Requires a comprehensive analysis of the nations' manufacturing sector every 4 years and directs the President to submit a National Manufacturing Strategy to Congress.
This strategy should identify goals and recommendations for how the federal government, as well as State, local and private institutions, can best support the growth of U.S. manufacturers into the markets of the future.
Helps U.S. manufacturers compete at home and abroad by temporarily suspending or reducing duties on intermediate products or materials these companies use that are not made domestically or opposed by domestic producers.
These reductions and suspensions of import duties lower costs for materials American businesses use in production and thereby increased the competiveness of U.S. products.
Helps American businesses to export clean energy technology products and services by giving them the information needed to navigate foreign markets and supports the development and implementation of a National Clean Energy Technology Export Strategy.
Clean energy technology exports could increase by $40 billion per year and create more than 750,000 jobs by 2020. [Energy Department]
In 2009, the House passed the Recovery Act, which has made critical investments to jumpstart the economy -- creating or saving up to 3.6 million jobs, giving 98 percent of workers a tax cut, and rebuilding America's road, rail and water infrastructure. The legislation also includes $69 billion in funding for clean energy to:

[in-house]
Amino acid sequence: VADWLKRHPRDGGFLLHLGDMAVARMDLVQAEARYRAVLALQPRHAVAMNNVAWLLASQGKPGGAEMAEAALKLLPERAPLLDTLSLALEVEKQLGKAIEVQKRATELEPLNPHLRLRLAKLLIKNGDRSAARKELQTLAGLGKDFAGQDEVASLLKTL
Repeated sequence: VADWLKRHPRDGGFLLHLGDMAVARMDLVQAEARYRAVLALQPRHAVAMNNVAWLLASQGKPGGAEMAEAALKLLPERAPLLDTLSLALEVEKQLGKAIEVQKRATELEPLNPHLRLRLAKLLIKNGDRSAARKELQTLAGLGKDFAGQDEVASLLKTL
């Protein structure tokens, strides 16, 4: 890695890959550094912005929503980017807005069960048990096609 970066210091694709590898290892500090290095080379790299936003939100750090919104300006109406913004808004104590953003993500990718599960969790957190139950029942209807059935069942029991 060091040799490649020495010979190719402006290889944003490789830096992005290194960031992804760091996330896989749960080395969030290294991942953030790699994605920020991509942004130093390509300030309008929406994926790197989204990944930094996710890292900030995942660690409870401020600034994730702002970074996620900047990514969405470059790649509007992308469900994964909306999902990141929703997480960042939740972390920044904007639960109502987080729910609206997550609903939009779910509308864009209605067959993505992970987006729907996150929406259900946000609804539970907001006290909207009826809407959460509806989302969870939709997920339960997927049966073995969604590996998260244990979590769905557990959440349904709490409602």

- Modernize the smart grid to make it more efficient and reliable;
- Implement tax incentives to spur energy savings and create clean energy jobs - including a tax credit for plug-in hybrid electric vehicles;
- Develop advanced battery and electric vehicle technology;
- Train Americans for green jobs in renewable energy, advanced technology automobile manufacturing, and other green-related industries; and
- Provide funding for the weatherization of homes
In May 2009, as part of the Job Creation Through Entrepreneurship Act, the House included a provision sponsored by Rep. Mark Schauer of Michigan establishing the Small Manufacturers Transition Assistance Program. This new initiative provides technical assistance and expertise to small manufacturers, such as automotive parts suppliers, that are seeking opportunities to offer their current expertise in different industrial sectors, such as aviation.
In the summer of 2009, Congress passed and extended the “Cash for Clunkers” program, sponsored by Rep. Betty Sutton of Ohio - to provide consumers who trade in their old, gas-guzzling vehicles with vouchers worth up to $4,500 to help pay for new, more fuel efficient cars and trucks. This legislation created or saved over 60,000 American jobs, including those at auto manufacturers, suppliers and dealers, and boosted economic growth by up to $6.8 billion.
And in September 2009, the House passed the Advanced Vehicle Technology Act, sponsored by Rep. Gary Peters of Michigan. The legislation authorizes $2.85 billion over five years for the Department of Energy's Vehicle Technologies Program to develop the next generation of fuel efficient cars and trucks. The goals of the Advanced Vehicle Technology Act are to improve the fuel efficiency of the U.S. fleet, reduce our dependence on imported oil, support domestic research and development, demonstration, commercialization, and manufacturing of advanced vehicle technologies, allow for greater consumer choice of technologies and fuels, and strengthen partnerships between the public and private sector.